3 years ago

Desktop Virtualization and Evolving Strategies for IT ... - Eddie Jackson

Desktop Virtualization and Evolving Strategies for IT ... - Eddie Jackson


Desktop Virtualization and Evolving Strategies for IT Service DeliveryJaime HalscottAlthough repurposing desktops as thin clients is an attractive mechanism to save on someof the capital expenditures of transitioning to a VDI, there is still a phased path to migrationaway from those legacy desktops in the long run to “true” thin clients. This type of LANconnected,fast and highly reliable connection for basic productivity users makes it theideal place for traditional VDI. Now let’s take a look at what doesn’t work as well with VDI.Lesson 5: When It Doesn’t Fit, Cut It OutA lot of this guide has been dedicated to reusing as much infrastructure as possible. Thecurrent economic conditions have stretched budgets farther than just about any time inmodern IT history, so it is going to be difficult to say that something doesn’t fit and has tobe removed and replaced. The good news is that it doesn’t have to be all at once. Using aphased removal process may work perfectly well for many infrastructure components,particularly existing physical desktops.The first step is to determine the criteria for what does and does not work. Earlier weexamined how existing desktops can be repurposed to serve either as thin clients orleveraged in a hybrid approach where there is still the core OS in use but also virtualdesktop access from the desktop platform. With some exceptions, these desktops will makean effective part of a transition to a VDI. The exceptions are desktops that either do notmeet the requirements to run the software you select to convert them to thin clients or aretoo old to remain in service. You may have a policy in place that mandates retirement ofdesktops based on age or particular specifications for which these desktops no longer fit. Itis tempting to keep these desktops around, but the near commodity nature of desktops andreduced costs of thin clients may not make this the best option.Networking infrastructure is the next main area that must be examined. The first chapterspent time discussing the merits of high bandwidth and low latency to the overall userexperience. Again anything that can be used to increase speed and decrease latency in thenetwork connectivity should be implemented if within the budget. At a minimum, GigabitEthernet end to end is required, and realistically 10 Gigabit Ethernet is going to be requiredat the core for the servers hosting the virtual desktops and communicating between eachother and backend storage. Peripherals such as printers and specialized input devices mustall be scrutinized. Although the majority of businesses are going to have shared printing,you’d be amazed how much printer sprawl I see. I’ve encountered many businesses wherethere are as many printers as there are employees. This is a terrible waste of efficiency andcosts a fortune to support and supply. Once you have determined the route you will use tohave users access their virtual desktops, you must test all of these peripherals and beprepared to retire those that don’t work. Don’t be afraid to use this time to correct theprinter sprawl in your organization. You can even use this correction as part of the costjustification of transitioning to a VDI. The important takeaway point here is that you mustbe prepared to remove items that have already been heavily invested in.27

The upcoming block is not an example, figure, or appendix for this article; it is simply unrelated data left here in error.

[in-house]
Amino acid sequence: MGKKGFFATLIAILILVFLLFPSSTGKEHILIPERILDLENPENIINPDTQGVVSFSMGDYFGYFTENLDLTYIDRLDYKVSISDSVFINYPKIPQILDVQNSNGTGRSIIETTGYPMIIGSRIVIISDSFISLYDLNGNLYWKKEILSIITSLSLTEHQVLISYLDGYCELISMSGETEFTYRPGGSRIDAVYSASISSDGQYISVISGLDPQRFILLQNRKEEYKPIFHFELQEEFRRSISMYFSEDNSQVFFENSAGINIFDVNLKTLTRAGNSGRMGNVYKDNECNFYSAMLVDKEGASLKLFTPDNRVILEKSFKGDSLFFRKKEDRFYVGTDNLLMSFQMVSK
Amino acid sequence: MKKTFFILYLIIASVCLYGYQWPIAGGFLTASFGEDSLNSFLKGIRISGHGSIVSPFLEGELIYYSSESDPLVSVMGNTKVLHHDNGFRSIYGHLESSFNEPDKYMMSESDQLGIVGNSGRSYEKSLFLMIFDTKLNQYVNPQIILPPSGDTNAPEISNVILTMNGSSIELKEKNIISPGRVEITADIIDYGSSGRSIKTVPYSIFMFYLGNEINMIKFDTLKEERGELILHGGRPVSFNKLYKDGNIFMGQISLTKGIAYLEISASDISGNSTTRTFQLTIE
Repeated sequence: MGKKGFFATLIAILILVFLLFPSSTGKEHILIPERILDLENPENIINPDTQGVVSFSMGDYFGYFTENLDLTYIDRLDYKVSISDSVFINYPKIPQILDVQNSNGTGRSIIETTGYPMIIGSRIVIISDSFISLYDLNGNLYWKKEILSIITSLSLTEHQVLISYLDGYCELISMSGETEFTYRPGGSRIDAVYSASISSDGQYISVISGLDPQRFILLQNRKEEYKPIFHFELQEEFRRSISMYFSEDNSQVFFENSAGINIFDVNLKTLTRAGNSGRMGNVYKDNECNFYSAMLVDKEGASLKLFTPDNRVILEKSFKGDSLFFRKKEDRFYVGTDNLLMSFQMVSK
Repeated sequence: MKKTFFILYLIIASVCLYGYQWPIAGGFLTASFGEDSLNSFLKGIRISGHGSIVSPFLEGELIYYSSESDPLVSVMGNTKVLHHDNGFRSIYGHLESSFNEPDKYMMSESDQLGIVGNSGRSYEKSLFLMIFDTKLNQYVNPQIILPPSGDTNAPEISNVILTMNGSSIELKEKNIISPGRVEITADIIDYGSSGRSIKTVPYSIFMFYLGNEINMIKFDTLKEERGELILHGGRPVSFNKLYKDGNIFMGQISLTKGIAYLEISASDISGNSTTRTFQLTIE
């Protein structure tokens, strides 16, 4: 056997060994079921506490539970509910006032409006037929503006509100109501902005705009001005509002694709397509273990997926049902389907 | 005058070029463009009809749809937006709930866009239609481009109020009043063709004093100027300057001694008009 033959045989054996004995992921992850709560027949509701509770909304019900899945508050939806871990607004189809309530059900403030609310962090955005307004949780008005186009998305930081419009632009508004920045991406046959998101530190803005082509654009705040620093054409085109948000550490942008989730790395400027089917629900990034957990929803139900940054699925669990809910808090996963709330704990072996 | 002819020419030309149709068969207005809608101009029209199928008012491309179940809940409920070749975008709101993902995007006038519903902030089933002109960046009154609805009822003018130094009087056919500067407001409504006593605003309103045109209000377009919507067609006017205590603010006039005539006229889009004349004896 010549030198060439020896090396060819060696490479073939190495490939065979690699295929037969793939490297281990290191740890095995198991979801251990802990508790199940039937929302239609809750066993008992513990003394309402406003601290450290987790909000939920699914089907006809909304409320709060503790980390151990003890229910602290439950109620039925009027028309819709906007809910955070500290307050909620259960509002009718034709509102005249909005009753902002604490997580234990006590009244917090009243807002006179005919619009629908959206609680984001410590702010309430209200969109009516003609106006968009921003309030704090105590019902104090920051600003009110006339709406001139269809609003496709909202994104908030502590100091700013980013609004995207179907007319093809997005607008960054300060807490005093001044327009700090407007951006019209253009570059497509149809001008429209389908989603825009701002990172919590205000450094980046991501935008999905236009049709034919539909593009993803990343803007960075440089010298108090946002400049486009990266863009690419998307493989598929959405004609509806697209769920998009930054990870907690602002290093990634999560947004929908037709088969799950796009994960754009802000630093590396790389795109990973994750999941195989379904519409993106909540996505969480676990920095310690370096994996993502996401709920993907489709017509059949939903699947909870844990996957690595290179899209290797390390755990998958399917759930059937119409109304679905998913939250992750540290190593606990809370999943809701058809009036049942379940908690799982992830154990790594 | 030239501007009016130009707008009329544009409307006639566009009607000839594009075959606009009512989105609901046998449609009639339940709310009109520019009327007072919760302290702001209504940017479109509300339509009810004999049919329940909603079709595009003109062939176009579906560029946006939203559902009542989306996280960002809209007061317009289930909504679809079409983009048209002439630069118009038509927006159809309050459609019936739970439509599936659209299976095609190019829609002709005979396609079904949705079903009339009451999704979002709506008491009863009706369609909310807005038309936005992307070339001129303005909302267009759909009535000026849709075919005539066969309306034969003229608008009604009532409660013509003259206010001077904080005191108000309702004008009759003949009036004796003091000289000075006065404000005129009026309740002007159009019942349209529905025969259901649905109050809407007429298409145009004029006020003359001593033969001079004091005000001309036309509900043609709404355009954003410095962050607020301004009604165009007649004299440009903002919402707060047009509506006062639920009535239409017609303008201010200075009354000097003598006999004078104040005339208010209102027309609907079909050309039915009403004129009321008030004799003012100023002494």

Desktop Virtualization and Evolving Strategies for IT Service DeliveryJaime HalscottNow comes the trickiest part to figure out: the virtualization platform itself and themanagement tools. You may have invested heavily in a server virtualization platform andcorresponding set of management tools only to find out that those really don’t work exactlythe same when applied to desktop virtualization. This is OK. As we have already seen, themanagement challenges are different for virtual desktops than they are for virtual servers.Don’t feel like you need to extend your virtual server platform and management tools tothe VDI. There are specific management tools that will work best for each scenario.There is good news here overall. As we have already seen, VDI isn’t a perfect fit for allscenarios, so the impact of removing parts of the infrastructure that don’t fit isn’t going tobe something done all at once. Using a phased approach to removal can be just asimportant to success of the project as a phased introduction of new equipment.What’s NextBy taking a look at what you can keep and what you must change, this chapter expandedupon Chapter 1’s foundation of how to use VDI and where there will be hidden challenges.In addition, it is important to step back and take a look at where the industry in general istrending so that any investments in a VDI are reusable.This chapter determined that existing desktops can be a powerful part of a VDI used eitheras they are for access to a virtual desktop or repurposed as dedicated thin clients. We tooka look at the cloud to examine whether it will be a realistic part of your virtual desktopfuture. We analyzed technologies that were never expected to be a part of desktopvirtualization, focusing the discussion around service delivery. We even tried to find thebest home for traditional VDI and learned how to identify where to avoid the temptation tokeep components that aren’t going to be a great fit for your virtual desktop strategy.The next chapter will tie it all together. So far, we’ve looked at VDI and service deliveryfrom a high‐level overview, which was meant to help you determine if and how much VDI isgoing to be a part of your business. Chapter 3 explores what works well together and howyou can fit what you have into what you want and where you expect to be with desktopvirtualization. This chapter also starts to look into the near future for solutions that don’tyet exist but that you might need to capitalize on any investment in VDI. Most importantly,we will determine what metrics are required to decide whether you made the rightinvestments at the right times to maximize your return on investment.28